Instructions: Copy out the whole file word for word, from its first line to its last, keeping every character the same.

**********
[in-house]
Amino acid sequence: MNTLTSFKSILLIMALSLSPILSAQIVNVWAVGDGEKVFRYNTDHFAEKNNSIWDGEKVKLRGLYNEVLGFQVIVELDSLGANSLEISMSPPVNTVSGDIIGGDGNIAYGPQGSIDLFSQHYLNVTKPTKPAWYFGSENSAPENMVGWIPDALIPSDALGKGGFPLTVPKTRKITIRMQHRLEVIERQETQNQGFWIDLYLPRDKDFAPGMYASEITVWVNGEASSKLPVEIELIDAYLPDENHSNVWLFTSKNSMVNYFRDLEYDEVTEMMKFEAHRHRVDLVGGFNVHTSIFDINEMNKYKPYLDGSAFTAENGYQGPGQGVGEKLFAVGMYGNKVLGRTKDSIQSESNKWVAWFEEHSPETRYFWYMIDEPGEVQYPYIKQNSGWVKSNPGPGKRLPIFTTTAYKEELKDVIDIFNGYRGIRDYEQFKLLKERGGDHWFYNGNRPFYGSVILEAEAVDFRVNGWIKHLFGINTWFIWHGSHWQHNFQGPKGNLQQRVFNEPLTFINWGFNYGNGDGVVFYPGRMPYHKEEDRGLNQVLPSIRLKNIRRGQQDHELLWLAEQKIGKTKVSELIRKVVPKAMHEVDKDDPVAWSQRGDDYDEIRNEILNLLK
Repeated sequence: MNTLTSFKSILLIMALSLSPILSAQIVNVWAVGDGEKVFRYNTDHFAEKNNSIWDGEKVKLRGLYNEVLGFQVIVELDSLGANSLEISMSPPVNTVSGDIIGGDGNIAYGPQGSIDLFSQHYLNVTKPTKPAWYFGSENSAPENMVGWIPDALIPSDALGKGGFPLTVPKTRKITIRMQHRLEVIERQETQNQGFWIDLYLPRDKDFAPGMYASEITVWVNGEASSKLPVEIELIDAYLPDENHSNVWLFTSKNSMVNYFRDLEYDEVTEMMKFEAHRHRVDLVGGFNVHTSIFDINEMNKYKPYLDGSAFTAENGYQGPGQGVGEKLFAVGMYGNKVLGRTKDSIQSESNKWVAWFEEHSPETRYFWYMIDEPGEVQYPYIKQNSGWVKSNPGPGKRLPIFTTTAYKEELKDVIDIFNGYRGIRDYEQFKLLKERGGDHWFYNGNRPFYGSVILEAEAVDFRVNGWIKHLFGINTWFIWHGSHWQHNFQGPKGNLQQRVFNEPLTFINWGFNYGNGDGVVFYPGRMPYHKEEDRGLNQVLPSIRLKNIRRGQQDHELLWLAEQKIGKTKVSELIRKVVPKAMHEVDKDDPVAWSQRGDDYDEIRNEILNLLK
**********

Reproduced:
[in-house]
Amino acid sequence: MNTLTSFKSILLIMALSLSPILSAQIVNVWAVGDGEKVFRYNTDHFAEKNNSIWDGEKVKLRGLYNEVLGFQVIVELDSLGANSLEISMSPPVNTVSGDIIGGDGNIAYGPQGSIDLFSQHYLNVTKPTKPAWYFGSENSAPENMVGWIPDALIPSDALGKGGFPLTVPKTRKITIRMQHRLEVIERQETQNQGFWIDLYLPRDKDFAPGMYASEITVWVNGEASSKLPVEIELIDAYLPDENHSNVWLFTSKNSMVNYFRDLEYDEVTEMMKFEAHRHRVDLVGGFNVHTSIFDINEMNKYKPYLDGSAFTAENGYQGPGQGVGEKLFAVGMYGNKVLGRTKDSIQSESNKWVAWFEEHSPETRYFWYMIDEPGEVQYPYIKQNSGWVKSNPGPGKRLPIFTTTAYKEELKDVIDIFNGYRGIRDYEQFKLLKERGGDHWFYNGNRPFYGSVILEAEAVDFRVNGWIKHLFGINTWFIWHGSHWQHNFQGPKGNLQQRVFNEPLTFINWGFNYGNGDGVVFYPGRMPYHKEEDRGLNQVLPSIRLKNIRRGQQDHELLWLAEQKIGKTKVSELIRKVVPKAMHEVDKDDPVAWSQRGDDYDEIRNEILNLLK
Repeated sequence: MNTLTSFKSILLIMALSLSPILSAQIVNVWAVGDGEKVFRYNTDHFAEKNNSIWDGEKVKLRGLYNEVLGFQVIVELDSLGANSLEISMSPPVNTVSGDIIGGDGNIAYGPQGSIDLFSQHYLNVTKPTKPAWYFGSENSAPENMVGWIPDALIPSDALGKGGFPLTVPKTRKITIRMQHRLEVIERQETQNQGFWIDLYLPRDKDFAPGMYASEITVWVNGEASSKLPVEIELIDAYLPDENHSNVWLFTSKNSMVNYFRDLEYDEVTEMMKFEAHRHRVDLVGGFNVHTSIFDINEMNKYKPYLDGSAFTAENGYQGPGQGVGEKLFAVGMYGNKVLGRTKDSIQSESNKWVAWFEEHSPETRYFWYMIDEPGEVQYPYIKQNSGWVKSNPGPGKRLPIFTTTAYKEELKDVIDIFNGYRGIRDYEQFKLLKERGGDHWFYNGNRPFYGSVILEAEAVDFRVNGWIKHLFGINTWFIWHGSHWQHNFQGPKGNLQQRVFNEPLTFINWGFNYGNGDGVVFYPGRMPYHKEEDRGLNQVLPSIRLKNIRRGQQDHELLWLAEQKIGKTKVSELIRKVVPKAMHEVDKDDPVAWSQRGDDYDEIRNEILNLLK